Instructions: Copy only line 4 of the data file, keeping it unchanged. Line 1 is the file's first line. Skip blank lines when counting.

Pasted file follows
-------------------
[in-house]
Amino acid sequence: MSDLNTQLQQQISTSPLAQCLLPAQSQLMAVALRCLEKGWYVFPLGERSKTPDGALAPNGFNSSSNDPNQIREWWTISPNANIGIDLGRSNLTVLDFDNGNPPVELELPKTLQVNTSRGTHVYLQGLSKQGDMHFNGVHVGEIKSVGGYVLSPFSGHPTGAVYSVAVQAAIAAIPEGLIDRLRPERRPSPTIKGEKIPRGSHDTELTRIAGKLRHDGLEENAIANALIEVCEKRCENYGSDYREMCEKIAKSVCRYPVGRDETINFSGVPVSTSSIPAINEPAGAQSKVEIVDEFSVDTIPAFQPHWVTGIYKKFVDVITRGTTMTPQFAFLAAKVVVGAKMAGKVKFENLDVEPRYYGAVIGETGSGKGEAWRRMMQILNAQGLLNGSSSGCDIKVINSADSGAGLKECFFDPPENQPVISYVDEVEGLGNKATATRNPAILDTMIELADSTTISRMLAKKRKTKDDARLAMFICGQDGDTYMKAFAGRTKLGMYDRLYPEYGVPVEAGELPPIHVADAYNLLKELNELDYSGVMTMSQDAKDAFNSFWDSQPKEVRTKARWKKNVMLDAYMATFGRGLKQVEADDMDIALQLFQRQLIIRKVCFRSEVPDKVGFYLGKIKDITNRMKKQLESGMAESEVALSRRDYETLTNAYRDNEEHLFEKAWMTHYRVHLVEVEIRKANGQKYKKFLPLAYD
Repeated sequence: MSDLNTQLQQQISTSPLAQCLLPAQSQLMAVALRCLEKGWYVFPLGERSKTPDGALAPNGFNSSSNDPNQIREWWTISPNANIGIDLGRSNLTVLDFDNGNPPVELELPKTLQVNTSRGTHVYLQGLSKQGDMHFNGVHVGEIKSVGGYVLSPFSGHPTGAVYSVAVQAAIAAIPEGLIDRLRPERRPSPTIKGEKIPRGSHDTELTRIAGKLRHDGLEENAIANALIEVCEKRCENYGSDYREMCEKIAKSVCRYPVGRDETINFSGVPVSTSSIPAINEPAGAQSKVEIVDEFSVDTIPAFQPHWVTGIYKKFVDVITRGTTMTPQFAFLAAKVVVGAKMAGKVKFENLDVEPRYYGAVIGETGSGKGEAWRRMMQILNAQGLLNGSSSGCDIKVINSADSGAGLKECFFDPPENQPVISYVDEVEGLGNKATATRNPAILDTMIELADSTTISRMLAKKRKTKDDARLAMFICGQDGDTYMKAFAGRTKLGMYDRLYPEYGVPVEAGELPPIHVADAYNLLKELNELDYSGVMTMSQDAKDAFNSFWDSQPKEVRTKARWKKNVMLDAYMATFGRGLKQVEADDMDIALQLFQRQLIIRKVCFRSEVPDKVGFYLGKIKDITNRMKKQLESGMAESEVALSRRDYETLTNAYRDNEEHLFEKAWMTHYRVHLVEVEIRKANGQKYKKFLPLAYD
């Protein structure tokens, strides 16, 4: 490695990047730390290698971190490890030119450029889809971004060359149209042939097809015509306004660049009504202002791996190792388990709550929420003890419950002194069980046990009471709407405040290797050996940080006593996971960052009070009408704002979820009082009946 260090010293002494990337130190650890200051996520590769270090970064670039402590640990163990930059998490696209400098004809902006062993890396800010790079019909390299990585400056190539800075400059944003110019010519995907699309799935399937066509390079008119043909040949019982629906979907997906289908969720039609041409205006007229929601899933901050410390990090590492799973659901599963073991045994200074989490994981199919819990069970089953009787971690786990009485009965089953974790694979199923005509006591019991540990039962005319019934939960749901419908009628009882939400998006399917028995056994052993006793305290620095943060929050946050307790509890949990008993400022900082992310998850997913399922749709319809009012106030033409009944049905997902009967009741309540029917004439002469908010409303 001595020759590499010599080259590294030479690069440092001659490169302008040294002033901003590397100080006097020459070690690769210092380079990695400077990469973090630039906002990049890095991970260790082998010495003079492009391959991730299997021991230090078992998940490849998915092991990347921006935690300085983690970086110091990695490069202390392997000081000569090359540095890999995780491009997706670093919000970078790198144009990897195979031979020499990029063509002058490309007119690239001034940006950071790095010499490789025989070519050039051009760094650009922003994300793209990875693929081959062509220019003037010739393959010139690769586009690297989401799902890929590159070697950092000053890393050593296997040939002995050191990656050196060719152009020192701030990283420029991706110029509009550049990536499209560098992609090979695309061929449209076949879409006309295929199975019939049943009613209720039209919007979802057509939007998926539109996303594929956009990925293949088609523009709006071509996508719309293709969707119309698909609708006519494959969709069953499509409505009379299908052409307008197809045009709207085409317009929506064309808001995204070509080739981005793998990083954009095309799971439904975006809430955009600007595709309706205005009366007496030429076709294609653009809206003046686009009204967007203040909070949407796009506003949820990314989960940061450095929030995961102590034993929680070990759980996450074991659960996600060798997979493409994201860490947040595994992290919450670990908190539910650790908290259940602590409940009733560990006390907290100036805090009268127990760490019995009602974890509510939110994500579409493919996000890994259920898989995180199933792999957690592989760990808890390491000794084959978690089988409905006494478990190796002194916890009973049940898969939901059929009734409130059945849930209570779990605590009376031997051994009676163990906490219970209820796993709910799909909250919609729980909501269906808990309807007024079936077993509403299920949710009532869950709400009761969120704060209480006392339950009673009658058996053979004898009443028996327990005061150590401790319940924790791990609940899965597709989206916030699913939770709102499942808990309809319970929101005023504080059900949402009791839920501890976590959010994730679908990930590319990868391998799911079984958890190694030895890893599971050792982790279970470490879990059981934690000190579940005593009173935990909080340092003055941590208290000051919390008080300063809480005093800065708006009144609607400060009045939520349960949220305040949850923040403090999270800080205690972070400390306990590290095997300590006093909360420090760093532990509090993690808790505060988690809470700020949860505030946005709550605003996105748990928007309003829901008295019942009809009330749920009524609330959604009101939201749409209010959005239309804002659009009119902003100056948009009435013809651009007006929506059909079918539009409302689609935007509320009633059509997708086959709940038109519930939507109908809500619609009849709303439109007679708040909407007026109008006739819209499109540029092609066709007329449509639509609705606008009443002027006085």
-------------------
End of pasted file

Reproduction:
């Protein structure tokens, strides 16, 4: 490695990047730390290698971190490890030119450029889809971004060359149209042939097809015509306004660049009504202002791996190792388990709550929420003890419950002194069980046990009471709407405040290797050996940080006593996971960052009070009408704002979820009082009946 260090010293002494990337130190650890200051996520590769270090970064670039402590640990163990930059998490696209400098004809902006062993890396800010790079019909390299990585400056190539800075400059944003110019010519995907699309799935399937066509390079008119043909040949019982629906979907997906289908969720039609041409205006007229929601899933901050410390990090590492799973659901599963073991045994200074989490994981199919819990069970089953009787971690786990009485009965089953974790694979199923005509006591019991540990039962005319019934939960749901419908009628009882939400998006399917028995056994052993006793305290620095943060929050946050307790509890949990008993400022900082992310998850997913399922749709319809009012106030033409009944049905997902009967009741309540029917004439002469908010409303 001595020759590499010599080259590294030479690069440092001659490169302008040294002033901003590397100080006097020459070690690769210092380079990695400077990469973090630039906002990049890095991970260790082998010495003079492009391959991730299997021991230090078992998940490849998915092991990347921006935690300085983690970086110091990695490069202390392997000081000569090359540095890999995780491009997706670093919000970078790198144009990897195979031979020499990029063509002058490309007119690239001034940006950071790095010499490789025989070519050039051009760094650009922003994300793209990875693929081959062509220019003037010739393959010139690769586009690297989401799902890929590159070697950092000053890393050593296997040939002995050191990656050196060719152009020192701030990283420029991706110029509009550049990536499209560098992609090979695309061929449209076949879409006309295929199975019939049943009613209720039209919007979802057509939007998926539109996303594929956009990925293949088609523009709006071509996508719309293709969707119309698909609708006519494959969709069953499509409505009379299908052409307008197809045009709207085409317009929506064309808001995204070509080739981005793998990083954009095309799971439904975006809430955009600007595709309706205005009366007496030429076709294609653009809206003046686009009204967007203040909070949407796009506003949820990314989960940061450095929030995961102590034993929680070990759980996450074991659960996600060798997979493409994201860490947040595994992290919450670990908190539910650790908290259940602590409940009733560990006390907290100036805090009268127990760490019995009602974890509510939110994500579409493919996000890994259920898989995180199933792999957690592989760990808890390491000794084959978690089988409905006494478990190796002194916890009973049940898969939901059929009734409130059945849930209570779990605590009376031997051994009676163990906490219970209820796993709910799909909250919609729980909501269906808990309807007024079936077993509403299920949710009532869950709400009761969120704060209480006392339950009673009658058996053979004898009443028996327990005061150590401790319940924790791990609940899965597709989206916030699913939770709102499942808990309809319970929101005023504080059900949402009791839920501890976590959010994730679908990930590319990868391998799911079984958890190694030895890893599971050792982790279970470490879990059981934690000190579940005593009173935990909080340092003055941590208290000051919390008080300063809480005093800065708006009144609607400060009045939520349960949220305040949850923040403090999270800080205690972070400390306990590290095997300590006093909360420090760093532990509090993690808790505060988690809470700020949860505030946005709550605003996105748990928007309003829901008295019942009809009330749920009524609330959604009101939201749409209010959005239309804002659009009119902003100056948009009435013809651009007006929506059909079918539009409302689609935007509320009633059509997708086959709940038109519930939507109908809500619609009849709303439109007679708040909407007026109008006739819209499109540029092609066709007329449509639509609705606008009443002027006085």